Trachoma is the result of infection of the eye with Chlamydia trachomatis. Infection spreads from person to person, and is frequently passed from child to child and from child to mother, especially where there are shortages of water, numerous flies, and crowded living conditions.Blindness from trachoma is due to recurrent episodes of active infection. The initial infection is confined to the conjunctival epithelium and triggers an immune response. Repeat infections with subsequent inflammatory responses results in tissue destruction, scarring, cicatricial entropion with trichiasis, and corneal opacification from lashes rubbing against the cornea.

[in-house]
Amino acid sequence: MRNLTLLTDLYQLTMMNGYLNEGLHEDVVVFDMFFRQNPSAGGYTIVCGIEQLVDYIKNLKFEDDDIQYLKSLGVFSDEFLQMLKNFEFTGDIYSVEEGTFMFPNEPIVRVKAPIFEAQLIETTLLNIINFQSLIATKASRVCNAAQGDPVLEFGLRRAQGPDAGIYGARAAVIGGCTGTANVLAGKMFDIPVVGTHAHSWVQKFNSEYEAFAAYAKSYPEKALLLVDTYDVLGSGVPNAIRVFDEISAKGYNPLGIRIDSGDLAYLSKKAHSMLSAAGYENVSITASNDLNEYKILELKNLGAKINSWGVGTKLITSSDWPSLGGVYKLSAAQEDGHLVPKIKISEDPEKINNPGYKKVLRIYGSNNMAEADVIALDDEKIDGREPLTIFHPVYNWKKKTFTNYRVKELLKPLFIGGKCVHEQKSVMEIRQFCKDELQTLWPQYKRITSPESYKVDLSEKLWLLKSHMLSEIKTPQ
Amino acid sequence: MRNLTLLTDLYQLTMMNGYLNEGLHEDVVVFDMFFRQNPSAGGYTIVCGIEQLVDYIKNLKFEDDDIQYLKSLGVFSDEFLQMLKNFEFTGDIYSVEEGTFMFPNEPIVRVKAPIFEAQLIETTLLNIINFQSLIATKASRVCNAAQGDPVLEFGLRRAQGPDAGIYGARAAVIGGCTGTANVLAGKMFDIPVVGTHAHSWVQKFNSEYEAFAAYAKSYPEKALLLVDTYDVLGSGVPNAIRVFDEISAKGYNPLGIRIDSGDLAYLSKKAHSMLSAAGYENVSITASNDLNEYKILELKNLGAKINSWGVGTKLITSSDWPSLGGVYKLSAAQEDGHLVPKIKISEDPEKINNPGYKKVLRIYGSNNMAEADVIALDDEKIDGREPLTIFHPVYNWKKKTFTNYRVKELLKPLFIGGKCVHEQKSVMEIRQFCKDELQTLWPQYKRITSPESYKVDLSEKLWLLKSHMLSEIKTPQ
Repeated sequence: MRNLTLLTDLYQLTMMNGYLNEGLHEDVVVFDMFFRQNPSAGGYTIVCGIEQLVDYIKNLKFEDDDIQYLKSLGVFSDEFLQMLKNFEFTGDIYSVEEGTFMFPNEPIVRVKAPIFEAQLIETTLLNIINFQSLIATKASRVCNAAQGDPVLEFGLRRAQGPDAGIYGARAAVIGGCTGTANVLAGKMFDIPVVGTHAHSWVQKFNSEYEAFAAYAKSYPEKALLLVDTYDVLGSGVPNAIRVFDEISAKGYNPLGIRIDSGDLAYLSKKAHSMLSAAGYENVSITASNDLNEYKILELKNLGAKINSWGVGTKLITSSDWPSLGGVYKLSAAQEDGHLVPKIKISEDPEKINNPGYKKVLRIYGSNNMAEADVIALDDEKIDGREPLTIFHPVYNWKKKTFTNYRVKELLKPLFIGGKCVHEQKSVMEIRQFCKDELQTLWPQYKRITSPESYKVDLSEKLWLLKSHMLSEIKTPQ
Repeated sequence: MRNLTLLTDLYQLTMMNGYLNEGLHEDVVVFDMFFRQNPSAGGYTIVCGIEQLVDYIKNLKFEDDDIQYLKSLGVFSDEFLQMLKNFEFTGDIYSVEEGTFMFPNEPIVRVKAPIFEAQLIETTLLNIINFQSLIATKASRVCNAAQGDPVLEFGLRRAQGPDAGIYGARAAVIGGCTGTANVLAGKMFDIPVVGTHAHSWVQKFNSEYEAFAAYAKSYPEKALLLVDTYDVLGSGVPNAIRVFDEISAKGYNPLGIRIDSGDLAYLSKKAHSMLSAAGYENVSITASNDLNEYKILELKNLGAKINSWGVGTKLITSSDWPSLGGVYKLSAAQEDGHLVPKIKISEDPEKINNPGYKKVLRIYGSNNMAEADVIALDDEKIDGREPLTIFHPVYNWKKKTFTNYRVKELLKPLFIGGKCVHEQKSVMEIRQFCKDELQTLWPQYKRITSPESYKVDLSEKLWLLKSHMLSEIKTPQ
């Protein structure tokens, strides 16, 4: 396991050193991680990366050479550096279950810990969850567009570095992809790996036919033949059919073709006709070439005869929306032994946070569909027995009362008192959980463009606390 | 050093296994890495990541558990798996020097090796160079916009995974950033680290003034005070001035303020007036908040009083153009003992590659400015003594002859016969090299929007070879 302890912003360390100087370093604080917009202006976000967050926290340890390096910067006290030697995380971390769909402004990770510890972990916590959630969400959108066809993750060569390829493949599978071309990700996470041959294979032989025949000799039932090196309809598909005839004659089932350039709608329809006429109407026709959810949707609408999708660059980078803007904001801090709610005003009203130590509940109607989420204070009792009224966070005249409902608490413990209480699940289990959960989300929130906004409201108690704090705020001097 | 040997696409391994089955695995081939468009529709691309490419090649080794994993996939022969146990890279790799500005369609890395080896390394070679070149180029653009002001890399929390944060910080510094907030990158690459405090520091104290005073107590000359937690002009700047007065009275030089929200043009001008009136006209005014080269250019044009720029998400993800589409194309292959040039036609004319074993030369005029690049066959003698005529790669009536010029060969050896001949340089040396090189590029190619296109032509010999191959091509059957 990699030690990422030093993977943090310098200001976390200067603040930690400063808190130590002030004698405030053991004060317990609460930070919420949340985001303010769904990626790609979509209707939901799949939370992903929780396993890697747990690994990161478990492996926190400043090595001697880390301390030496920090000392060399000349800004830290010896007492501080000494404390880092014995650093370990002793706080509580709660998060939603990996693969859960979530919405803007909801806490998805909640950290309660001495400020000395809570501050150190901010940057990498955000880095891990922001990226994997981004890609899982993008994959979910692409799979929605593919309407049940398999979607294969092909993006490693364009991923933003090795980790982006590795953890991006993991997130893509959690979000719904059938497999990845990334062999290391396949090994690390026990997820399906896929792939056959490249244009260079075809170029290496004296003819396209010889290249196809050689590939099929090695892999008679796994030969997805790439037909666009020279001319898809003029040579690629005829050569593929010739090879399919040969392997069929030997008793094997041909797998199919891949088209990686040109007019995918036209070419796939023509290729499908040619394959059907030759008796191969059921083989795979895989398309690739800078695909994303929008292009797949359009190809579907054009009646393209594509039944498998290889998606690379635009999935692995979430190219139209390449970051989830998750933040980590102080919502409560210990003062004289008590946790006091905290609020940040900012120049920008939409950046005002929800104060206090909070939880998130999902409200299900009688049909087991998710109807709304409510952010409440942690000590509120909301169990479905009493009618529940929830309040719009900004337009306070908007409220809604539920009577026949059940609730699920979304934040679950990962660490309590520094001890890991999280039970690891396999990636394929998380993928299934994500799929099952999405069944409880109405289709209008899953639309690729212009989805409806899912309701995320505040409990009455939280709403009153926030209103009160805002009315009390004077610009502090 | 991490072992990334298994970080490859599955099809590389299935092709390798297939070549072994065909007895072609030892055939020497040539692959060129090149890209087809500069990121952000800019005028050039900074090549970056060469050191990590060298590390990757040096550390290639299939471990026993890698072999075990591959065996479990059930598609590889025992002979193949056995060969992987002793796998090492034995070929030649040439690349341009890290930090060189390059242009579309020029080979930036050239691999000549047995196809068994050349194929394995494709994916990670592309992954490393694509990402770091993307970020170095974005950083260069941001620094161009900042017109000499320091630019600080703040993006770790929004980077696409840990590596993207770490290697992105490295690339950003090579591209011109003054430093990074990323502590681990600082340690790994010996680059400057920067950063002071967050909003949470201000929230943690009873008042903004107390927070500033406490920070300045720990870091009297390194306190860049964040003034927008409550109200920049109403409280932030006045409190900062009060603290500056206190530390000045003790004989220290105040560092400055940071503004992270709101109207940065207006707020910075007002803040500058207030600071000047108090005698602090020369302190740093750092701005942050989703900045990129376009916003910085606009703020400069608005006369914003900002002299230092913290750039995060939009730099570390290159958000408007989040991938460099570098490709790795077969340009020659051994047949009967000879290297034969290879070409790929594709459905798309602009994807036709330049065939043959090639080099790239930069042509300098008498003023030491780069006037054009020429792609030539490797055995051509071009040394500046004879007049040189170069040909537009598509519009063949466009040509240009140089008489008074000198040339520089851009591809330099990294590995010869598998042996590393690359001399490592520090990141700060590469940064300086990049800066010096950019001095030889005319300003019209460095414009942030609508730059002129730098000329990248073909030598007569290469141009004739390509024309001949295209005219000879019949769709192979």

In the United States about 8,458 cases of Trachoma are reported in humans each year. Almost 16% of the United States population is infected with Trachoma an infectious disease caused by the bacterium Chlamydia trachomatis.A number of different antibiotics have anti-chlamydial activity and have been used for treatment of trachoma. Currently, the most commonly used options are tetracycline eye ointment applied twice a day for 6 weeks or a single oral dose of azithromycin.